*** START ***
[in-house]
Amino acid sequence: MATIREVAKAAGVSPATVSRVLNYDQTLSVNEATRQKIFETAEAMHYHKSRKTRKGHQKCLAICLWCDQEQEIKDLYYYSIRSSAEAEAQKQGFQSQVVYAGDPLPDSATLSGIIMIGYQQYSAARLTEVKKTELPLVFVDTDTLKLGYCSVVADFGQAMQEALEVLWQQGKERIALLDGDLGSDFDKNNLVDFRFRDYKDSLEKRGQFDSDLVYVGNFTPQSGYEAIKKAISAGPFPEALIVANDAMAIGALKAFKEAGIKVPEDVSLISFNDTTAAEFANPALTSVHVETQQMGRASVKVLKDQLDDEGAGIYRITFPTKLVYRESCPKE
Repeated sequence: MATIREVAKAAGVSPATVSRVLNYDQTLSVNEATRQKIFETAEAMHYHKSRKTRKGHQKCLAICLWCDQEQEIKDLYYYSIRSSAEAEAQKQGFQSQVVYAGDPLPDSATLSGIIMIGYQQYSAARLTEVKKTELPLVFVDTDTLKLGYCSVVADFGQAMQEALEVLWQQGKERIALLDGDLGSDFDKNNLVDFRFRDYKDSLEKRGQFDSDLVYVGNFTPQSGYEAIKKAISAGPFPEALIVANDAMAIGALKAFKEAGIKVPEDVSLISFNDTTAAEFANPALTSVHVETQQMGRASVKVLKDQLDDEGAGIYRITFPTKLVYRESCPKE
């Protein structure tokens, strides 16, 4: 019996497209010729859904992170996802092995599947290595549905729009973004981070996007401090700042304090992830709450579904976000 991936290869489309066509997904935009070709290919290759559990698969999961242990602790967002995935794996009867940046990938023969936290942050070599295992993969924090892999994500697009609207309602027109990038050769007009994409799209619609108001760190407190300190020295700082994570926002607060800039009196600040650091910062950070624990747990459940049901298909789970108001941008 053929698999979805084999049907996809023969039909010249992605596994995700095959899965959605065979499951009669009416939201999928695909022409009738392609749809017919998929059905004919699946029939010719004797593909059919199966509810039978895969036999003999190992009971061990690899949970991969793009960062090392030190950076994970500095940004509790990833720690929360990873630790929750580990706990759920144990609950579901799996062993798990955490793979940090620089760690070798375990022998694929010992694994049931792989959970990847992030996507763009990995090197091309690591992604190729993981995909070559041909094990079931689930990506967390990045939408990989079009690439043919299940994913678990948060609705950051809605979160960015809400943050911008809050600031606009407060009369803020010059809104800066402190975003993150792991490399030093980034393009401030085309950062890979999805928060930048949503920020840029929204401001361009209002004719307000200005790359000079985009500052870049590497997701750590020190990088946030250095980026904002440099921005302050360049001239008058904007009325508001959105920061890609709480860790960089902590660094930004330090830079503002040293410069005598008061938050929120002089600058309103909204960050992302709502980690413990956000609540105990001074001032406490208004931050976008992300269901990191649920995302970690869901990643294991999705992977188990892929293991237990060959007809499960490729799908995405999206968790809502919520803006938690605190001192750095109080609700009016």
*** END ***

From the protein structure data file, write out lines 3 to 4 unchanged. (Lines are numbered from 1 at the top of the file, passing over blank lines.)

Repeated sequence: MATIREVAKAAGVSPATVSRVLNYDQTLSVNEATRQKIFETAEAMHYHKSRKTRKGHQKCLAICLWCDQEQEIKDLYYYSIRSSAEAEAQKQGFQSQVVYAGDPLPDSATLSGIIMIGYQQYSAARLTEVKKTELPLVFVDTDTLKLGYCSVVADFGQAMQEALEVLWQQGKERIALLDGDLGSDFDKNNLVDFRFRDYKDSLEKRGQFDSDLVYVGNFTPQSGYEAIKKAISAGPFPEALIVANDAMAIGALKAFKEAGIKVPEDVSLISFNDTTAAEFANPALTSVHVETQQMGRASVKVLKDQLDDEGAGIYRITFPTKLVYRESCPKE
């Protein structure tokens, strides 16, 4: 019996497209010729859904992170996802092995599947290595549905729009973004981070996007401090700042304090992830709450579904976000 991936290869489309066509997904935009070709290919290759559990698969999961242990602790967002995935794996009867940046990938023969936290942050070599295992993969924090892999994500697009609207309602027109990038050769007009994409799209619609108001760190407190300190020295700082994570926002607060800039009196600040650091910062950070624990747990459940049901298909789970108001941008 053929698999979805084999049907996809023969039909010249992605596994995700095959899965959605065979499951009669009416939201999928695909022409009738392609749809017919998929059905004919699946029939010719004797593909059919199966509810039978895969036999003999190992009971061990690899949970991969793009960062090392030190950076994970500095940004509790990833720690929360990873630790929750580990706990759920144990609950579901799996062993798990955490793979940090620089760690070798375990022998694929010992694994049931792989959970990847992030996507763009990995090197091309690591992604190729993981995909070559041909094990079931689930990506967390990045939408990989079009690439043919299940994913678990948060609705950051809605979160960015809400943050911008809050600031606009407060009369803020010059809104800066402190975003993150792991490399030093980034393009401030085309950062890979999805928060930048949503920020840029929204401001361009209002004719307000200005790359000079985009500052870049590497997701750590020190990088946030250095980026904002440099921005302050360049001239008058904007009325508001959105920061890609709480860790960089902590660094930004330090830079503002040293410069005598008061938050929120002089600058309103909204960050992302709502980690413990956000609540105990001074001032406490208004931050976008992300269901990191649920995302970690869901990643294991999705992977188990892929293991237990060959007809499960490729799908995405999206968790809502919520803006938690605190001192750095109080609700009016």